That is a key objective for David Cameron. However, Mr Verhofstadt warns of stiff opposition if Britain tried to "cherry-pick the rules of the single market". Again he is open to the possibility that some competences could be returned to the national level, as long as it happened for all EU countries.
He also suggests that the UK uses more effectively the power to join with other national parliaments to block EU legislation. He, too, says that "if Britain were to leave, both the UK and the EU would be greatly diminished".More local decisions
The candidate for the Greens is Ska Keller. "The priority," she says, is "to reform Europe rather than to negotiate the relationship between the EU and the UK". That is a widely-held view. Like the others, she believes that more can be done at the local level.
"There are indeed many issues that are better tackled at a regional or local level, closer to the citizens," she says. "We must take full account of the principle of subsidiarity." She suspects that David Cameron's call for treaty change is aimed at transforming the EU into "a sheer free-market area". She also concedes that a British exit from the EU would damage the EU and Europe would lose "the fabulous British wit".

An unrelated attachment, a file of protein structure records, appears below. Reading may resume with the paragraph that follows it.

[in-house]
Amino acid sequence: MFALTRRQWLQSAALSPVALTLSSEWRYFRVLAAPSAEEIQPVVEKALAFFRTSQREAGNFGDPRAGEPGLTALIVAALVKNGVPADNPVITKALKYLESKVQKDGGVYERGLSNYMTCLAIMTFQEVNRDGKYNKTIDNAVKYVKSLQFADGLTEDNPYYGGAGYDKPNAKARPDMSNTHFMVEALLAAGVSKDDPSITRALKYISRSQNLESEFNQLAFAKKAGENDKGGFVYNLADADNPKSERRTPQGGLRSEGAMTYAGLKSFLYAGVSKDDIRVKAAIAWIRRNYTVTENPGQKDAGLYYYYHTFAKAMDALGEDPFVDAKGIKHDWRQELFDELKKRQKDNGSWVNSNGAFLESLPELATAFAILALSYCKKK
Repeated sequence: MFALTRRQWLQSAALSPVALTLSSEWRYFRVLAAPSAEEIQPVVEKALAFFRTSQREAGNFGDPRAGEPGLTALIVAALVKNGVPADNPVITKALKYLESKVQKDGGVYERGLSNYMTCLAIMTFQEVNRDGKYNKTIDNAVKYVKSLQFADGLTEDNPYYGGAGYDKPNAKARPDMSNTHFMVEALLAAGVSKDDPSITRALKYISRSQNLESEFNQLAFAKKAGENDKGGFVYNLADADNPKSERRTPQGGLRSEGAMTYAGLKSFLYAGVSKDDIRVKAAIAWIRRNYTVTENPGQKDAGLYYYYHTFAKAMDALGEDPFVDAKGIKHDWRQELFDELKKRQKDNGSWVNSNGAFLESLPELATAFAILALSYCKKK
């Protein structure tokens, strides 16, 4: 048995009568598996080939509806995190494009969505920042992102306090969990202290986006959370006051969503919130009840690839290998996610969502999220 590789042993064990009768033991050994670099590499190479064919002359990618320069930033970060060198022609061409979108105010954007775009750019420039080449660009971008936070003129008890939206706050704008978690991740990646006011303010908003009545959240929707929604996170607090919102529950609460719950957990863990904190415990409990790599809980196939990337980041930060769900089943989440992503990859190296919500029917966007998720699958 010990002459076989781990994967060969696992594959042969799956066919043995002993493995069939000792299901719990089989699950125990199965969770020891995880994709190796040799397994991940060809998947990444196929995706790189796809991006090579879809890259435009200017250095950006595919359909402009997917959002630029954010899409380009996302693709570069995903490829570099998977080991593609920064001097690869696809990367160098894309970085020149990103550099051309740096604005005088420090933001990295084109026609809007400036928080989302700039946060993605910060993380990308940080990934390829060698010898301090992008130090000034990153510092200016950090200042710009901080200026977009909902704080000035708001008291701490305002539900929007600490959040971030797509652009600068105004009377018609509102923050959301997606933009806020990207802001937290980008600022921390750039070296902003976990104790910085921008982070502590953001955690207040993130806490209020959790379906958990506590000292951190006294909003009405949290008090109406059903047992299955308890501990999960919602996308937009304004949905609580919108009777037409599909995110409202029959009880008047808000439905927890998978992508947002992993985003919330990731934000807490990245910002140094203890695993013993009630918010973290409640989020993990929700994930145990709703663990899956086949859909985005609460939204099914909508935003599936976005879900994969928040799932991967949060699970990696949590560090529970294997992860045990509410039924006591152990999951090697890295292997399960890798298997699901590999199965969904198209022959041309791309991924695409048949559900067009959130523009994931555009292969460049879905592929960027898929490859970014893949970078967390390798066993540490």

None of these four politicians may actually become Commission president. Certainly the main contest seems to be between Mr Juncker and Mr Schulz, but deals may be done and other names could surface. Both men know that David Cameron eyes them suspiciously as "federalists" who are determined to deepen European integration. Both candidates are also aware that, post-election, the British prime minister might try to block their candidacy.
Hence the offers to negotiate and the talk of "flexibility" - but both believe the answer to the British problem lies in exploiting the existing rules on subsidiarity - leaving regulations to national parliaments unless they can be carried out better at the European level. The British may well argue that those rules have not stopped Brussels mission creep.
But recognition here - one hears it often now in Brussels - that a British exit from the EU would be as damaging for the European project as for the UK.